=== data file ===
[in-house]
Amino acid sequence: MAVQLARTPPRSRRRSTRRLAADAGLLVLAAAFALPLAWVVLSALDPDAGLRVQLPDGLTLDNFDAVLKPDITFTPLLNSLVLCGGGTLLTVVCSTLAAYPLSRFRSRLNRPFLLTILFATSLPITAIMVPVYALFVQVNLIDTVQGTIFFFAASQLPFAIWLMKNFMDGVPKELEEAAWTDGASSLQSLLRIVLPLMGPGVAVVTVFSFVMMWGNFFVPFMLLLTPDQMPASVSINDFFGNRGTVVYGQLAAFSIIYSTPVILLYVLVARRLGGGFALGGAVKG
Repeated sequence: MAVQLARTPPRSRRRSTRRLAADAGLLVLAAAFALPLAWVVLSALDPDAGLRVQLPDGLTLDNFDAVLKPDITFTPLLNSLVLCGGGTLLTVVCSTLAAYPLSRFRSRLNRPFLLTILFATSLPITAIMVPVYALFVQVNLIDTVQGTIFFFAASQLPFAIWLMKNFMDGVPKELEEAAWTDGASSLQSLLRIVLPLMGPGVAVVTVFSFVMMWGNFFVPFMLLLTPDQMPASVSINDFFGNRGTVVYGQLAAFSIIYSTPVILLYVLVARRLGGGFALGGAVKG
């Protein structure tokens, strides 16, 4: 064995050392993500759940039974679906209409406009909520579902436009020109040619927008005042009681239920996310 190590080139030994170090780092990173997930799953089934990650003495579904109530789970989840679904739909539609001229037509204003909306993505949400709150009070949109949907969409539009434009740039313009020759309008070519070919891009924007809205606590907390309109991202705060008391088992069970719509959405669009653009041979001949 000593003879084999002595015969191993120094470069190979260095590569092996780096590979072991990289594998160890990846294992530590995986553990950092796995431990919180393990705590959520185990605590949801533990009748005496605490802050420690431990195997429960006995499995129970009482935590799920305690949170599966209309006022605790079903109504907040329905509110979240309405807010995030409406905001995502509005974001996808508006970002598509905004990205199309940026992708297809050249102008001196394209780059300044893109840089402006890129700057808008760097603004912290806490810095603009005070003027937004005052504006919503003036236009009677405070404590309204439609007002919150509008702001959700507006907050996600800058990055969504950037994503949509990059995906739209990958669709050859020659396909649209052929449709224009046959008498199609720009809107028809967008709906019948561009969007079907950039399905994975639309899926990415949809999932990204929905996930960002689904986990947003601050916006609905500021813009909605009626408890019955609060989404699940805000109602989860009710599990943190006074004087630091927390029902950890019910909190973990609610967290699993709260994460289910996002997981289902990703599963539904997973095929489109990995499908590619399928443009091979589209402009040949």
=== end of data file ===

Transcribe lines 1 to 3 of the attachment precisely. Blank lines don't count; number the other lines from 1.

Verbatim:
[in-house]
Amino acid sequence: MAVQLARTPPRSRRRSTRRLAADAGLLVLAAAFALPLAWVVLSALDPDAGLRVQLPDGLTLDNFDAVLKPDITFTPLLNSLVLCGGGTLLTVVCSTLAAYPLSRFRSRLNRPFLLTILFATSLPITAIMVPVYALFVQVNLIDTVQGTIFFFAASQLPFAIWLMKNFMDGVPKELEEAAWTDGASSLQSLLRIVLPLMGPGVAVVTVFSFVMMWGNFFVPFMLLLTPDQMPASVSINDFFGNRGTVVYGQLAAFSIIYSTPVILLYVLVARRLGGGFALGGAVKG
Repeated sequence: MAVQLARTPPRSRRRSTRRLAADAGLLVLAAAFALPLAWVVLSALDPDAGLRVQLPDGLTLDNFDAVLKPDITFTPLLNSLVLCGGGTLLTVVCSTLAAYPLSRFRSRLNRPFLLTILFATSLPITAIMVPVYALFVQVNLIDTVQGTIFFFAASQLPFAIWLMKNFMDGVPKELEEAAWTDGASSLQSLLRIVLPLMGPGVAVVTVFSFVMMWGNFFVPFMLLLTPDQMPASVSINDFFGNRGTVVYGQLAAFSIIYSTPVILLYVLVARRLGGGFALGGAVKG